This year I have been working for Bellevue Park Wool, dyeing their current hand dyed range of 10 colours. Jim and family have had a busy year, not just looking after the sheep, but also taking the yarn on the road to Wool and craft shows. I am in awe of how they get so much done! Jim has also talked with thousands of customers to get a feel for what his customers want.
Jim and I have been working on 20 new hand dyed colours to launch at their open day on 17th November. That brings the hand dyed colour range up to 30 shades in 2, 4 and 8 ply! I’m very excited! The best thing about working together is that because we have different colour tastes there will be colours for everyone in the range. Here are a couple of sneaky peeks of new and current colours together.
TOP Patersons Curse, (New) Gooseberry jam, Primrose.
BOTTOM Waterhole, (New) Blue, Galvanised Iron.
Lately I’ve been constantly distracted by a magnolia tree in my garden. That means a couple of new shades of wool that MUST be dyed. Light green ‘Bud’ and bright ‘Magnolia’ alongside the favourites ‘tea dyed’ and ‘vintage Rose’. Yarn is a base of Australian single-farm-origin superfine merino from Bellevue Park Wool. This is 4ply and 8ply is available as dyed-to-order. Available in the Etsy store during spring.
My Friend and I both have an obsession with abandoned buildings. We chose an old dairy as the inspiration for an embroidery project and went for a little poke around with a camera. It was a great escape for the morning to immerse ourselves in a little piece of forgotten history.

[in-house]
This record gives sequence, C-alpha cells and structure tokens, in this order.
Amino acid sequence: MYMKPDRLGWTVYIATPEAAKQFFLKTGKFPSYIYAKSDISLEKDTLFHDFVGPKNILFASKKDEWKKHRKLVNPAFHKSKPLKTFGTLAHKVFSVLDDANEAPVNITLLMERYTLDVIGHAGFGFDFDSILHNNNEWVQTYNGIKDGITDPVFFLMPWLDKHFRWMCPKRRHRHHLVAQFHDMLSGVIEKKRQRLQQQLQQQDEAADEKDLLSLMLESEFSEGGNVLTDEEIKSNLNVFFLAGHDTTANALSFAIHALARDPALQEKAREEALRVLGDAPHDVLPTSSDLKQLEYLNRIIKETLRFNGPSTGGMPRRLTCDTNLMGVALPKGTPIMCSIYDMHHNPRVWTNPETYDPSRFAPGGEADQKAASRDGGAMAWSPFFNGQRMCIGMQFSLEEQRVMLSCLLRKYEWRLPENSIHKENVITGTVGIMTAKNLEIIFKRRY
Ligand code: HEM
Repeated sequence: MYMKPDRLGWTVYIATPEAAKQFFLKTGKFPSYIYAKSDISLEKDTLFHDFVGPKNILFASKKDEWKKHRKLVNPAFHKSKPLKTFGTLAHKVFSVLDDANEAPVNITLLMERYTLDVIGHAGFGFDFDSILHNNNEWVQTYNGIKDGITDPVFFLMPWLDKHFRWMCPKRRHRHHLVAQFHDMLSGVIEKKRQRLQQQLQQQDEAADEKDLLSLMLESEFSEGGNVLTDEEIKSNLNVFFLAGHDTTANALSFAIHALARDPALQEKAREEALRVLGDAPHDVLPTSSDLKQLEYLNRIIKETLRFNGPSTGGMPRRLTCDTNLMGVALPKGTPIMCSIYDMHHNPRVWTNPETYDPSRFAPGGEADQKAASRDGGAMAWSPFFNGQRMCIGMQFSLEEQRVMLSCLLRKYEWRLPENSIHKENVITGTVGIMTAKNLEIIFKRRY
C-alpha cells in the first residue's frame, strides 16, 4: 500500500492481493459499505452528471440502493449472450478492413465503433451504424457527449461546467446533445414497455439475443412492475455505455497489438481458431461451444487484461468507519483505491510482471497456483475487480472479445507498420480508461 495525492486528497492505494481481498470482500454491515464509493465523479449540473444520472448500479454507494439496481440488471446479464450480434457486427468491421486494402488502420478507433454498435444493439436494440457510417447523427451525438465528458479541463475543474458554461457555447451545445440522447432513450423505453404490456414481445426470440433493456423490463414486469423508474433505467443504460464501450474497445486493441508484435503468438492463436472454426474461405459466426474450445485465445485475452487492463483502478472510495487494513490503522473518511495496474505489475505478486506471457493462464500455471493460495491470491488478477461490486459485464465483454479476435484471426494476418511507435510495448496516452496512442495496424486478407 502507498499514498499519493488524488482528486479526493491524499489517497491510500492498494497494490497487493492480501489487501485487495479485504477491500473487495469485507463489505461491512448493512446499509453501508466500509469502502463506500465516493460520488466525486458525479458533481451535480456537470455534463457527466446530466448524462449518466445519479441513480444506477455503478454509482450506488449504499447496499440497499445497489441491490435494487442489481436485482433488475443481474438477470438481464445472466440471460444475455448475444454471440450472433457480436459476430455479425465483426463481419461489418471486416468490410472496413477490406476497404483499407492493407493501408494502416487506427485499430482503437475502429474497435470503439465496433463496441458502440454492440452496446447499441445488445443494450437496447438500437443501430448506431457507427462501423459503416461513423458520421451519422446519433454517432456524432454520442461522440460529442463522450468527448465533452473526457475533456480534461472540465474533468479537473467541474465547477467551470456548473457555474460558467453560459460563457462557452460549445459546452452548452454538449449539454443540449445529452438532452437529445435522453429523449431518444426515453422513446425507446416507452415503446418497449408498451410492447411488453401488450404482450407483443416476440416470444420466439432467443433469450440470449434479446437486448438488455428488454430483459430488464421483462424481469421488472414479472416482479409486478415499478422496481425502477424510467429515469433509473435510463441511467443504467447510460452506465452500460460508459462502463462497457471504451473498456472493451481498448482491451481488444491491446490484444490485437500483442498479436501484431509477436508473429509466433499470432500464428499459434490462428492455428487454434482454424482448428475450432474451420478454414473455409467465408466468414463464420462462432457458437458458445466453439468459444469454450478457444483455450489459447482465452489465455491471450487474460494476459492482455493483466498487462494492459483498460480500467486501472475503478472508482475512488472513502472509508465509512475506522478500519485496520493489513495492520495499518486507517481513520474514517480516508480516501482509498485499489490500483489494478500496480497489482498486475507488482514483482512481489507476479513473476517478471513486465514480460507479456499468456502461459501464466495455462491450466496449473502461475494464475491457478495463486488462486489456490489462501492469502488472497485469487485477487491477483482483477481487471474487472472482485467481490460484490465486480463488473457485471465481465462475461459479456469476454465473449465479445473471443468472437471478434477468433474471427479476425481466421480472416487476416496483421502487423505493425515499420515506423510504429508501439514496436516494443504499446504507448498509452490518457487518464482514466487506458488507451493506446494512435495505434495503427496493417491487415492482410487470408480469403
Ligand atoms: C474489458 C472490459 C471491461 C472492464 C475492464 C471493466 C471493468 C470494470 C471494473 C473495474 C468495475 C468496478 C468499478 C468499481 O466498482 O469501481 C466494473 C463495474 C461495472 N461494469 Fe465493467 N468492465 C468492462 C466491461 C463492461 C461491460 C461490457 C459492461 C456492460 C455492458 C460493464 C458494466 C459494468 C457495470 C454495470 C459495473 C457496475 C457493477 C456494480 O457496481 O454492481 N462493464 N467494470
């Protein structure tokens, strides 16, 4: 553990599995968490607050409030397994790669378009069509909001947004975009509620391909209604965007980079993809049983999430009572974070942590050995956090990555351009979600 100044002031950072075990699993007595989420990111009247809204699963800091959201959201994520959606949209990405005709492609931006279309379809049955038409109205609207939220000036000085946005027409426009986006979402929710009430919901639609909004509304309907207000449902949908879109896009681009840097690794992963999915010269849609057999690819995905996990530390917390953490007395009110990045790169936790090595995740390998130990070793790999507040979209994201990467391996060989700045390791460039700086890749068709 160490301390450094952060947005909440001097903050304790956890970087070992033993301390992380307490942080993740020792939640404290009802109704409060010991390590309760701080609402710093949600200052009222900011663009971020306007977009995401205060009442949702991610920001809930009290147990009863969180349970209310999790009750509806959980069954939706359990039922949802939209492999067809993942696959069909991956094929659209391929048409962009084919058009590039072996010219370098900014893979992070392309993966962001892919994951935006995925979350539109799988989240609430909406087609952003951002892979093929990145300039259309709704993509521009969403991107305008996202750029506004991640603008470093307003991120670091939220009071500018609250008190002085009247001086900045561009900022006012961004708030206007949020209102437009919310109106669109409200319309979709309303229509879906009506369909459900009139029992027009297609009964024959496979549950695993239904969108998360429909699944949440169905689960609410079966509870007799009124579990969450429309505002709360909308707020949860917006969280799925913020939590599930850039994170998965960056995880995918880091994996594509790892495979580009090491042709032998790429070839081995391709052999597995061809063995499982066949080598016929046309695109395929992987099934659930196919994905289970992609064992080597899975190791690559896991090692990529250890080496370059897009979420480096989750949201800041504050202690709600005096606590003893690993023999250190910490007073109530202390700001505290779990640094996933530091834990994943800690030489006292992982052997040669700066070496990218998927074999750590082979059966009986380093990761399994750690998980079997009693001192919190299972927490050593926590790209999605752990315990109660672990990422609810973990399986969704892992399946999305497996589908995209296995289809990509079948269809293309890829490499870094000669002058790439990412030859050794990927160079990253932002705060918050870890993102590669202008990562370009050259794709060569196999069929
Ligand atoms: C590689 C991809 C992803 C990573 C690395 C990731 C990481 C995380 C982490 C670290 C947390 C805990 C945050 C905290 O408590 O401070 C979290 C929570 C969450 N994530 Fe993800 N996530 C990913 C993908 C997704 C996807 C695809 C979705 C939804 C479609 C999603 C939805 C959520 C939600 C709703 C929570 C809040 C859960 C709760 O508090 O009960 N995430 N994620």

I could not get the colours out of my head and this first photo became the direct inspiration for some new colours I have dyed on the Bellevue Park Superfine 4ply which will be for sale on Etsy.
This is Drover & Classer. We don’t want to go all ‘over the top’ with romanticised visions of where the wool comes from, but, since we’re not out there doing the actual hard work of sheep farming that can happen.
When I was in primary school I used to take ‘shearing shed biscuits’ to school. Or pumpkin scones. I may have, on occasion, traded them with my best friend for chips. When I was really little until I was about seven my parents owned a sheep and wheat farm in central NSW and although shearing was probably only once or twice a year it seems to take up a lot of space in my early memories. Smoko was a big deal. I remember spending a whole morning making double batches of shearing shed biscuits, pumpkin scones and filling a blue esky drink holder thing full of ‘cottees’ cordial. Mum and I took all the Smoko to the shearing shed which was always well received by the shearers and then my toddler sister and I were allowed to run around the shed pretending we were sheep for half hour or so before it was time to clear out when shearing started up again. Shearing shed biscuits are actually jam drops and they were probably out of a 1980’s Country Womens’ Association (CWA) Cookbook. I still call them shearing shed biscuits and so do my ‘townie’ kids!
Shearing Shed Biscuits
4 cups self raising flour
1 cup caster sugar
1 teaspoon vanilla essence
8 Tabs milk (160ml)
Rub butter in flour until it resembles crumbs (or use food processor).
add rest of ingreds. roll into balls. dip thumb in sugar and press hole in ball, fill it with jam. bake in hot 210oC oven for 10 mins.
Autumn always has me thinking about running away to a cabin in the woods to walk in pine forests and watch leaves change colour. Tricky when you live on the Australian coastal fringe! I’ve dreamed up five colours for the beautiful Australian Bellevue Park superfine merino. Log Cabin, Pine Forest, Icy Lake, Cinnamon & Marshmallow. Pop over to the Drover & Classer Etsy Store or Instagram to ask a question or have a chat. If you are unsure about colour I’m happy to send you a sample first. These colours are also stocked by ‘Bricks and mortar’ store mulberry and flax in Newcastle! (The pink is lighter in real life)